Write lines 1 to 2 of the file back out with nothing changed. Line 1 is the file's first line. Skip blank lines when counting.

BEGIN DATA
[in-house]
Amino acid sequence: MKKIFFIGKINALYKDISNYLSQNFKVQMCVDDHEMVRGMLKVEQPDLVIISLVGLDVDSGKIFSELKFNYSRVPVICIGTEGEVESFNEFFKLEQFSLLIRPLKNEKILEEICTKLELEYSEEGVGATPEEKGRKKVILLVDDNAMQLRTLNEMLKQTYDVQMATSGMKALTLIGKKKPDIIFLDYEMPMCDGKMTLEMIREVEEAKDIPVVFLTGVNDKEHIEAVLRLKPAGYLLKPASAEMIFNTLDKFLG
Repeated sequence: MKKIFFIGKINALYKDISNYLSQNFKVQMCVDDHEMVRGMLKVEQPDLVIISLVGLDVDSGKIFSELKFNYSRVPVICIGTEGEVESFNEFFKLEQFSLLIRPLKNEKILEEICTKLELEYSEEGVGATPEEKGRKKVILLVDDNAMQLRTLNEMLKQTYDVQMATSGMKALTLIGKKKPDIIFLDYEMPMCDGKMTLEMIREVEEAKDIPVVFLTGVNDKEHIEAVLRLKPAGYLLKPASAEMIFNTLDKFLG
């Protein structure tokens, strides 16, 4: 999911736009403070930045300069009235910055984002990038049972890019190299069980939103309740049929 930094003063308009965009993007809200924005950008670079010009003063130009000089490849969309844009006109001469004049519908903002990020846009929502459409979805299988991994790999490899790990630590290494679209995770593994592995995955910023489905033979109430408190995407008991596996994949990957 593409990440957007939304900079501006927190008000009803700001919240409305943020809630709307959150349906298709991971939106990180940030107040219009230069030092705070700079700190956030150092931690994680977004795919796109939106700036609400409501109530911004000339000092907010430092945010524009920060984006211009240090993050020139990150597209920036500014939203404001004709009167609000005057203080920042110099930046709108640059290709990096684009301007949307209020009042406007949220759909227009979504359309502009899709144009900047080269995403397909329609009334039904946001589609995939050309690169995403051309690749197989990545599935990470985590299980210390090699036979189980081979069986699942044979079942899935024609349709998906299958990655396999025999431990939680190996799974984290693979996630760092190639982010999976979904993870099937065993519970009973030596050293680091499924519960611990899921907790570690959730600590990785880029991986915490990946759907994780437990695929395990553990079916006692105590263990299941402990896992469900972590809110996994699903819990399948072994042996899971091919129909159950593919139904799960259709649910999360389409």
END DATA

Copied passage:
[in-house]
Amino acid sequence: MKKIFFIGKINALYKDISNYLSQNFKVQMCVDDHEMVRGMLKVEQPDLVIISLVGLDVDSGKIFSELKFNYSRVPVICIGTEGEVESFNEFFKLEQFSLLIRPLKNEKILEEICTKLELEYSEEGVGATPEEKGRKKVILLVDDNAMQLRTLNEMLKQTYDVQMATSGMKALTLIGKKKPDIIFLDYEMPMCDGKMTLEMIREVEEAKDIPVVFLTGVNDKEHIEAVLRLKPAGYLLKPASAEMIFNTLDKFLG